Acing the Quant Interview

March 25, 2022

How to land an internship or new grad role in quant finance (focused primarily on trading).

Disclaimer: All statements here are of my own opinion from personal experience and what I’ve heard.



Make sure to optimize your resume towards a focus on math and data science. If you did math competitions in high school make sure to include those, along with your high school info if you had high standardized test scores. All other standard resume tips apply. Here’s a link to a a resume template I like and use.


Most quant job listings come out in Late July/August, though 2-3 firms tend to start earlier (Late March/April). I would highly recommend applying starting from Late March/April to these earlier firms and then applying as soon as possible to other firms in the summer. The earlier you apply, the better chance you have of getting an offer. In general, make sure to apply as soon as the listing is open. If you have a deadline, make sure to let firms know via application or email, and they’ll most likely give you an early interview even if their applications haven’t opened yet.


While referrals can help, don’t focus on creating connections within the industry, and certainly don’t sacrifice time preparing for the interview for the sake of networking. Compared to other industries, referrals and connections in quant mean significantly less, and time spent preparing for the interview will serve you better than any extra time spent getting a referral.

Year in School

Never say you’re a sophomore or a freshman, because that means an automatic rejection from any quant internship. If you’re a freshman or a sophomore, there’s specific programs that you can apply to, such as Jane Street’s FTTP, Citadel’s Discover Citadel, and D.E. Shaw’s Fellowship Programs, amongst some others. I would recommend freshmen and sophomores spend their summers taking classes, doing CS research, or working a software engineering internship at either a big tech firm or a cool startup. If you don’t have an internship lined up, I would push self-learning as a great use of extra time.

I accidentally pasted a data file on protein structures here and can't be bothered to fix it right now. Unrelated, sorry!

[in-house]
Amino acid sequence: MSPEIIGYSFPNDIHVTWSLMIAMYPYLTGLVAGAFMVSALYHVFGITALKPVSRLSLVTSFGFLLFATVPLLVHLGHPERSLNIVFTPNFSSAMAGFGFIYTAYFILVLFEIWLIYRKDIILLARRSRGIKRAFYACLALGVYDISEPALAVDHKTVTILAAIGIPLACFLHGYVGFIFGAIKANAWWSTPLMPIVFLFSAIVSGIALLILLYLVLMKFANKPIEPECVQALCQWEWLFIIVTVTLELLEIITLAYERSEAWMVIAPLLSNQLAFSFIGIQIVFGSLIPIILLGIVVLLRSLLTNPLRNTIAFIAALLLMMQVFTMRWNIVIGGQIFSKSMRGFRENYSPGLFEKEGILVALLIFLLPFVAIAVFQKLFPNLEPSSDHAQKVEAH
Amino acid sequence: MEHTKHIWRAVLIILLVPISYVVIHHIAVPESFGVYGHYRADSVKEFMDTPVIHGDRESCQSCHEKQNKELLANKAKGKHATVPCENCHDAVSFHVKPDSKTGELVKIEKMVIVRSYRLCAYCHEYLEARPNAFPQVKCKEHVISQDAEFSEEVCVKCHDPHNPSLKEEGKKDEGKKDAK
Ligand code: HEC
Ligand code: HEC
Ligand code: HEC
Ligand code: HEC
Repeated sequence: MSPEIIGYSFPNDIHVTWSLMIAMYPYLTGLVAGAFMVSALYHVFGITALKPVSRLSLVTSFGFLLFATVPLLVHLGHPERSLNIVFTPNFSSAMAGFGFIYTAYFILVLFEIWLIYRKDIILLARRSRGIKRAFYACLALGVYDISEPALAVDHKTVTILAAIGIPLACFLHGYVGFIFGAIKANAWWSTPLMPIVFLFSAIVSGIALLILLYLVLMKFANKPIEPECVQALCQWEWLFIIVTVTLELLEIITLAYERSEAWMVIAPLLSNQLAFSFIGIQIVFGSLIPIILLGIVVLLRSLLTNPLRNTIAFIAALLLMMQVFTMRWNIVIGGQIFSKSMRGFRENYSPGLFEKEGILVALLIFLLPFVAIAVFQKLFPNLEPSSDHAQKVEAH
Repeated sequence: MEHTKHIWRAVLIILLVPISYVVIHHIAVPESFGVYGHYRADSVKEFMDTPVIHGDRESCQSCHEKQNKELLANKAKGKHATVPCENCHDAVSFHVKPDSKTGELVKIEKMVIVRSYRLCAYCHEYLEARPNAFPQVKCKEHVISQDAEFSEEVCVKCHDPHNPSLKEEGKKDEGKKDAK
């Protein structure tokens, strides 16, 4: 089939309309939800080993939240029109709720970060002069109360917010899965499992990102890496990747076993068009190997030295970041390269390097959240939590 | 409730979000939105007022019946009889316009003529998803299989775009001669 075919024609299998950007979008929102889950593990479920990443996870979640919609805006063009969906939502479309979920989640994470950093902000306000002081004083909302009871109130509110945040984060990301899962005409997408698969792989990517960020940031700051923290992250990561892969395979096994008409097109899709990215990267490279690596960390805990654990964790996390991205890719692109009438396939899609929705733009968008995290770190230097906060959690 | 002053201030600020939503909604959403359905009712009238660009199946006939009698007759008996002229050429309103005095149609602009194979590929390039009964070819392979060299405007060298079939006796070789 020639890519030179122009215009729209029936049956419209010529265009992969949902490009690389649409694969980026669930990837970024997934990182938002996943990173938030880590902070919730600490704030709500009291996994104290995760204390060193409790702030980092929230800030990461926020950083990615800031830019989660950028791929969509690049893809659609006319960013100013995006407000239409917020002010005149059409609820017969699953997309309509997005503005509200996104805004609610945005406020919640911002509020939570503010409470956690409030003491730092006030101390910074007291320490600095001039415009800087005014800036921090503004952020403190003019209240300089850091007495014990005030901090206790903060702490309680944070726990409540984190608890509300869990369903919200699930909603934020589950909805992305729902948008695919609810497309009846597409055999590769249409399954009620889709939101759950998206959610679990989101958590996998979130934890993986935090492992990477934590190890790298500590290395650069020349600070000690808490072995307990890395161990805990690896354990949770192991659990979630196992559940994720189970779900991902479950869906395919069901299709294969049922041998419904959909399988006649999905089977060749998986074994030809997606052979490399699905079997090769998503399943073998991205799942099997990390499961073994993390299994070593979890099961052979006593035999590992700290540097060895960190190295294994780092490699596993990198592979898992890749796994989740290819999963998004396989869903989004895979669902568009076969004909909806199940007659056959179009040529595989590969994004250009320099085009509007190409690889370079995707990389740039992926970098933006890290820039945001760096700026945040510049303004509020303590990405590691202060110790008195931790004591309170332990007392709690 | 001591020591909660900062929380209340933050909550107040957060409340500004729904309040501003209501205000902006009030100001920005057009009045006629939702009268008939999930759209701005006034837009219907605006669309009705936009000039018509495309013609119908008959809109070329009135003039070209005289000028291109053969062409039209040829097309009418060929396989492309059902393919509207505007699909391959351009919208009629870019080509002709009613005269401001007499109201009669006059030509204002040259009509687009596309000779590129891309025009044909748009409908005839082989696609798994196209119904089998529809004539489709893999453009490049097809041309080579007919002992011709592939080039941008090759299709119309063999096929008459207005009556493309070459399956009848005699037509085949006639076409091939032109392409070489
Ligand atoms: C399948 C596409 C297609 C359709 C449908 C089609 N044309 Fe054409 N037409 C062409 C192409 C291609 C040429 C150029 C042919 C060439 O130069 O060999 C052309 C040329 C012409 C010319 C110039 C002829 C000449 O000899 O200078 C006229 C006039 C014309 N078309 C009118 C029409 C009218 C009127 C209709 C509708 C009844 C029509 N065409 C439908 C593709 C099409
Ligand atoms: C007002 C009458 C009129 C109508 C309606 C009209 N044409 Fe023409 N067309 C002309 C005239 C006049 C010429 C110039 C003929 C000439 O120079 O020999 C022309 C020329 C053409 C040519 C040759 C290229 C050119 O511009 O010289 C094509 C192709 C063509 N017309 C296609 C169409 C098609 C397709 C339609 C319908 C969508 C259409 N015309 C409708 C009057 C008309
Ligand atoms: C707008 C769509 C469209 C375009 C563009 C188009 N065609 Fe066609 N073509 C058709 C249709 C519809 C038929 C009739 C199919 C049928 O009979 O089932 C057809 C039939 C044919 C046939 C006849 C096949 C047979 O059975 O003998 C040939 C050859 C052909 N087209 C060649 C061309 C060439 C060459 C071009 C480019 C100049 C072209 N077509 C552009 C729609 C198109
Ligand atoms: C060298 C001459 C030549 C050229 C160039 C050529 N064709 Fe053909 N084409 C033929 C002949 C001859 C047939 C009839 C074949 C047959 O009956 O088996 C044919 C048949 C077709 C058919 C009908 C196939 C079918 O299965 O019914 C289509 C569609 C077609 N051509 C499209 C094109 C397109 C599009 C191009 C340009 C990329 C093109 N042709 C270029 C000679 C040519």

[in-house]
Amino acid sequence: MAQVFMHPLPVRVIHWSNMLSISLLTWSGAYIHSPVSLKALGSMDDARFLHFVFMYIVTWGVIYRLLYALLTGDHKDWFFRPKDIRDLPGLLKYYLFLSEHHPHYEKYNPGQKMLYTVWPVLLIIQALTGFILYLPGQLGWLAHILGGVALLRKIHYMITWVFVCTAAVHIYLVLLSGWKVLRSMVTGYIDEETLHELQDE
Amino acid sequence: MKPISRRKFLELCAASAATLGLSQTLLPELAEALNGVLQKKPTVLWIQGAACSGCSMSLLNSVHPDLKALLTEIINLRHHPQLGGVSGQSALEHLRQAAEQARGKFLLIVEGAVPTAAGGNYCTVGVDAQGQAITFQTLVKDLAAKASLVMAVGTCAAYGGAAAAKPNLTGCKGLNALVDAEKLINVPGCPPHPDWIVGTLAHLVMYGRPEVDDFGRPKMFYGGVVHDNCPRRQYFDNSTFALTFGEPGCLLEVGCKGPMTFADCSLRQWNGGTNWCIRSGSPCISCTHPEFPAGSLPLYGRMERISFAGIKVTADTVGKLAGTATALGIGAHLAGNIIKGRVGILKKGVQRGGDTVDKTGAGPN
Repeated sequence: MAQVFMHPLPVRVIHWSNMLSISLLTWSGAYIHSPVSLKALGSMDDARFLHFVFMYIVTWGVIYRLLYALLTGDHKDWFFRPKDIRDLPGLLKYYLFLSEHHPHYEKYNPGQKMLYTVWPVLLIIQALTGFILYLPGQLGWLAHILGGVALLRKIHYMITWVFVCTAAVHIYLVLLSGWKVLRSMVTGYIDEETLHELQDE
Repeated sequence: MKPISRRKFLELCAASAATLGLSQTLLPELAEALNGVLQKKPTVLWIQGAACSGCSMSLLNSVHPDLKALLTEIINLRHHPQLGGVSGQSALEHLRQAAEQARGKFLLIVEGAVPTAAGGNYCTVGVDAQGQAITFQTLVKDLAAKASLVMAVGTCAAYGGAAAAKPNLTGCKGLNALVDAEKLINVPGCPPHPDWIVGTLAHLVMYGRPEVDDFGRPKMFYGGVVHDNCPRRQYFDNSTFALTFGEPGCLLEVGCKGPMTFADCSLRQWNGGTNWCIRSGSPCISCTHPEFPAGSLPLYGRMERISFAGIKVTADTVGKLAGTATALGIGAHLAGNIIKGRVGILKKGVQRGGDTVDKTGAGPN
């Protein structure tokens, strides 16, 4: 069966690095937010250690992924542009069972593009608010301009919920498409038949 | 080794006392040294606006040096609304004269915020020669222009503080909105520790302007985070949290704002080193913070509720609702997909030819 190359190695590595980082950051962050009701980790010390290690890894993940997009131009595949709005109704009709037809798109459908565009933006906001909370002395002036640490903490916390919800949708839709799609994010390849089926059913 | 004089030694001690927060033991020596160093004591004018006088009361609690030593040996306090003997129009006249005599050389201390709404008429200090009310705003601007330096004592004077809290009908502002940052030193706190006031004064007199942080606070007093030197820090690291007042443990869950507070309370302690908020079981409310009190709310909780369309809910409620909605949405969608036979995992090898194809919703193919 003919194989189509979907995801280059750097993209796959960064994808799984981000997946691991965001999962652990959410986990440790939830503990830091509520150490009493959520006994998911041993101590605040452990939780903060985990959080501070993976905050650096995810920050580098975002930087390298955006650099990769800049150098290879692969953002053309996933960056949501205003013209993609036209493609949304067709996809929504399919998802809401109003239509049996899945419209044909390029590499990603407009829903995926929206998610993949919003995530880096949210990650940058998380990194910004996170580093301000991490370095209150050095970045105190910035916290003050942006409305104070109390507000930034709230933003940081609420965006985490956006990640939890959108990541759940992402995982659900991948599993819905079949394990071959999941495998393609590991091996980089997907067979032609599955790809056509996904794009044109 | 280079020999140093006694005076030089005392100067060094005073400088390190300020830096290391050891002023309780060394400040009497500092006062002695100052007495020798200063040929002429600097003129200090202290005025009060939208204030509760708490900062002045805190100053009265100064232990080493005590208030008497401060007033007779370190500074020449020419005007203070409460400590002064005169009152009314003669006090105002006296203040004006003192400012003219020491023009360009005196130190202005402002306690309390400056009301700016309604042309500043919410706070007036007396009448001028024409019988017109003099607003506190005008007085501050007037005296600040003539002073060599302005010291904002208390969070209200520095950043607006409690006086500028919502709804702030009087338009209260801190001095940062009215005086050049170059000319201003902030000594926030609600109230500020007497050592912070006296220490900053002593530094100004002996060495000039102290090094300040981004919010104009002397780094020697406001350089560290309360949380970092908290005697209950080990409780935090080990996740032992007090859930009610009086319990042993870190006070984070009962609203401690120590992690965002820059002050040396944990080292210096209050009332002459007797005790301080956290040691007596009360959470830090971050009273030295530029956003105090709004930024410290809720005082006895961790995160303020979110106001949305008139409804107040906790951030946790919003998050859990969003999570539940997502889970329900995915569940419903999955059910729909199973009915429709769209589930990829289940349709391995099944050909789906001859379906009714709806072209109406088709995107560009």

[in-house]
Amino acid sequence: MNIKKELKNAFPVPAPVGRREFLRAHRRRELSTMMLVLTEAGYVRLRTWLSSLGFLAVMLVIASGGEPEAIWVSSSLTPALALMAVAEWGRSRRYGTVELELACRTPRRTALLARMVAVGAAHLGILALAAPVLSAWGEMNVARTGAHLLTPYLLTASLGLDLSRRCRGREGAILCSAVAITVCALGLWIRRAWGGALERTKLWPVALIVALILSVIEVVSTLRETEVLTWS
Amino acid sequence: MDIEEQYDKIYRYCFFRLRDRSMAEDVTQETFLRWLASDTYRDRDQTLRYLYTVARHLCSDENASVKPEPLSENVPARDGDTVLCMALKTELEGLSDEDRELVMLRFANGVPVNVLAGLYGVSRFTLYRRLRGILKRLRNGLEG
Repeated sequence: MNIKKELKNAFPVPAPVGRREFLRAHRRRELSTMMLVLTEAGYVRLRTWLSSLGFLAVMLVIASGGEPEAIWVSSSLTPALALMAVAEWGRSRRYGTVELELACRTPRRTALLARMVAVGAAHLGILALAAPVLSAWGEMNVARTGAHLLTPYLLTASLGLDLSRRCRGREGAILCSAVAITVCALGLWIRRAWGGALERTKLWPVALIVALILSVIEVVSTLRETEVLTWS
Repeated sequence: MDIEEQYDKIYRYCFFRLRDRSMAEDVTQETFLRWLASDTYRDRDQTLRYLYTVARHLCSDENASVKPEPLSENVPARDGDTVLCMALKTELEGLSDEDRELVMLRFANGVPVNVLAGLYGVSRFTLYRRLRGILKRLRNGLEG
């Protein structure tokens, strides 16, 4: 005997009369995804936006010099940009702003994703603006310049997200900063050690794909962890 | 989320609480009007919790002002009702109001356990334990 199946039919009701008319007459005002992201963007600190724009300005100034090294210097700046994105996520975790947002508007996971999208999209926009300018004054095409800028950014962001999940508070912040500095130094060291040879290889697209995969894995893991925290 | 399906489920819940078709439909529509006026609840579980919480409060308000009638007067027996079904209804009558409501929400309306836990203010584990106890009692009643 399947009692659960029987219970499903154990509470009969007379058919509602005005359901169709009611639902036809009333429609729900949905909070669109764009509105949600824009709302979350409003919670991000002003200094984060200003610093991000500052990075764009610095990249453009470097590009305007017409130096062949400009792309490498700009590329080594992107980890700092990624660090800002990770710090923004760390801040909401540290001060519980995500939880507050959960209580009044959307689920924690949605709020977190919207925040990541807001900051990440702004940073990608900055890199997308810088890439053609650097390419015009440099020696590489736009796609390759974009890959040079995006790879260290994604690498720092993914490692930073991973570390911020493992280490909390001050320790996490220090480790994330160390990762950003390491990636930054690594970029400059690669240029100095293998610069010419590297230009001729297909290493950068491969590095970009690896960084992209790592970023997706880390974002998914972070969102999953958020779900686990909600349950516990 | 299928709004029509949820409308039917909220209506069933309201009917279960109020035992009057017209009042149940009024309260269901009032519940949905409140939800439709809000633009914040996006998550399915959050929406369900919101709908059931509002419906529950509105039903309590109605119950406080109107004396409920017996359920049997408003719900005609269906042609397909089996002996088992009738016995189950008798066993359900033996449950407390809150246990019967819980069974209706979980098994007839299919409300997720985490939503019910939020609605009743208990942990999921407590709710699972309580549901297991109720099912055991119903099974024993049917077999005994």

Areas of Study and Relevant Classes

Disclaimer: I’m a student at UC Berkeley, so class recommendations will primarily focus on offerings from Berkeley. Most course content from these classes is public, however, and linked below.

  • Mental Math

Make sure your mental math game is on point. While there are no classes for this, make sure to practice it often while doing practice problems in math, probability, or any other technical field, or even in everyday life! A good resource to practice your mental math skills is ZetaMac. Use the default settings, and try to score above 40. if you can’t do it initially, keep on practicing! Just like everything else, practicing mental math often makes you both faster and better at it.